Acoustic Monitoring of Marine Mammals and Ship Traffic in the Amundsen Gulf

Regions: Inuvialuit Settlement Region

Tags: physical sciences, sea ice, hydroacoustic survey, marine mammals

Principal Investigator: Insley, Stephen J (12)
Licence Number: 15996
Organization: Wildlife Conservation Society Canada
Licenced Year(s): 2017 2016 2015 2014
Issued: Dec 19, 2016

Objective(s): To assess the impacts of increased shipping and sea-ice loss on marine mammals in the eastern Beaufort Sea.

Project Description: The main objective of the current study is to assess the impacts of increased shipping and sea-ice loss on marine mammals in the eastern Beaufort Sea. The primary methodology is passive acoustic monitoring at the western entrance to the Northwest Passage shipping route, particularly the Amundsen Gulf and Banks Island area.

To accomplish the objectives, the research team have designed a program to work with the local community of Sachs Harbour to remotely monitor both marine mammal and shipping activities at the entrance to the Amundsen Gulf in the eastern Beaufort Sea. The main monitoring effort will involve passive acoustic monitors (PAM), acoustic dataloggers that can be left unattended to record sounds and then retrieved for downloading and analysis. During 2014 a single datalogger was successfully deployed and recovered near to Sachs Harbour for five weeks during the ice free season as a pilot study. During the 2015 season, two dataloggers were deployed in the region of Cape Kellett and recovered in late August. A third datalogger was then deployed to record overwinter. During 2016 this datalogger was recovered and a new one deployed at the same location to record overwinter. The plan is for this location to record year-round data collected on an annual basis. The next set of recording sites the research team will focus on are first throughout the Amundsen Gulf (e.g. Nelson Head, Cape Parry, Pearce Point, Ulukhaktok) and second north of the Amundsen Gulf including the Prince of Wales Strait and the Viscount-Melville Sound. The results are expected to provide valuable and timely information with which to make best practices recommendations for future shipping and to dealing with ecosystem change.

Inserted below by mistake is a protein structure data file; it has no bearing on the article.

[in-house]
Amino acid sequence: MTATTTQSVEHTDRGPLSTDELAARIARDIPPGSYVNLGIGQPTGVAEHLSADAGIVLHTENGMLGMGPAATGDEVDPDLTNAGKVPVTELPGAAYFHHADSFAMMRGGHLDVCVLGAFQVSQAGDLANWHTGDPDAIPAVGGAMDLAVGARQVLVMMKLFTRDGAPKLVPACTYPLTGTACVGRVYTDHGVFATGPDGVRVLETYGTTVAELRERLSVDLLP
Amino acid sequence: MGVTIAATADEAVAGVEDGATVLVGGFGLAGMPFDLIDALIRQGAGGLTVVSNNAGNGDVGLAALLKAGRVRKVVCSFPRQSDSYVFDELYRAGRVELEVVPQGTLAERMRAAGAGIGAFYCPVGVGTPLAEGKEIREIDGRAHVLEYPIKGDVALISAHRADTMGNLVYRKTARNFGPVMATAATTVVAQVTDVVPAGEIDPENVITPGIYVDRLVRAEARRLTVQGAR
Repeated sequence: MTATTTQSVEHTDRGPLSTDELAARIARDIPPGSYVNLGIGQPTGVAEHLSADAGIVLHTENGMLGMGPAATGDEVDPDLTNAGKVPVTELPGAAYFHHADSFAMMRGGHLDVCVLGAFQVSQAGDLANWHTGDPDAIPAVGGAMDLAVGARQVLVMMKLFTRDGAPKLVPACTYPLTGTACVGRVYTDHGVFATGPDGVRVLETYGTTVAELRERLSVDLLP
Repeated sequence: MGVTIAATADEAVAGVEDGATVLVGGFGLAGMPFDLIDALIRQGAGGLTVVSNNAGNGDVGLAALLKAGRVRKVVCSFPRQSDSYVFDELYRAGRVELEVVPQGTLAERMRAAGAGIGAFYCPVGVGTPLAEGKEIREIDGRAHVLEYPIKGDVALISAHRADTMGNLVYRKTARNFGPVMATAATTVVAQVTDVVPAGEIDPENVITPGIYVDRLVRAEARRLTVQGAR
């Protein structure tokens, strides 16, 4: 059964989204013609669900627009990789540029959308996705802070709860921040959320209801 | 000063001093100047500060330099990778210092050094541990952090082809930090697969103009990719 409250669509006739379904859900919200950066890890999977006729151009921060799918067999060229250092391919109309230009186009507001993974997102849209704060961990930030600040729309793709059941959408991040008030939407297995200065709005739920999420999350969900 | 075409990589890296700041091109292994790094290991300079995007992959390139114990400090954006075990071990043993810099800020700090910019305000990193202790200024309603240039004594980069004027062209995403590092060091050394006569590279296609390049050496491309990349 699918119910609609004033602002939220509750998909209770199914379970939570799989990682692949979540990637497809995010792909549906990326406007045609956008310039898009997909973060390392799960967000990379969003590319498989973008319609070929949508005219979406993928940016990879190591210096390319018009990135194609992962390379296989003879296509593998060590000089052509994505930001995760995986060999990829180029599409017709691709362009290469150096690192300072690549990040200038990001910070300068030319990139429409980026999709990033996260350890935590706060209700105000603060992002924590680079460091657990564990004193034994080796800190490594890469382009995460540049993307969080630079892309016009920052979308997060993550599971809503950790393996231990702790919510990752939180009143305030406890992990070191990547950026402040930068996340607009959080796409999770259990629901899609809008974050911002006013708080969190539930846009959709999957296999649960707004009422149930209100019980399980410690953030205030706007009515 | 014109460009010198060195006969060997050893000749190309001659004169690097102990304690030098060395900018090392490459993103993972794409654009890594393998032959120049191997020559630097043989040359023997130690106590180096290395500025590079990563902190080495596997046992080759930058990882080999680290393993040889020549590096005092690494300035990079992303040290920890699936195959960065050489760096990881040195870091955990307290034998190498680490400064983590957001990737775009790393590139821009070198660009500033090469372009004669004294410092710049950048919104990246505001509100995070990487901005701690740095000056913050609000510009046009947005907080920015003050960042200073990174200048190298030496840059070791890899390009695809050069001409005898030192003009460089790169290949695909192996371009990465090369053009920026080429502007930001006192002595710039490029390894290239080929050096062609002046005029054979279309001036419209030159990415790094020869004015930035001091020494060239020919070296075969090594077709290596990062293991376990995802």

Consultation involves both formal interactions (e.g. with the Sachs Harbour Hunters and Trappers Committee) and various informal interactions such as during meetings (e.g. Inuvialuit Game Council, the Beaufort Sea Partnership, and the ArcticNet conference) as well as during discussions with various locals while in Sachs Harbour.

The research team will share research results with the communities directly involved, (e.g. Sachs Harbour, Ulukhaktok) during Hunters and Trappers Committee meetings. The results are also to be shared with the wider Inuvialuit Settlement Region communities during an Inuvialuit Game Council meeting and possibly.

The fieldwork for this study will be conducted from January 1, 2017 to December 31, 2017.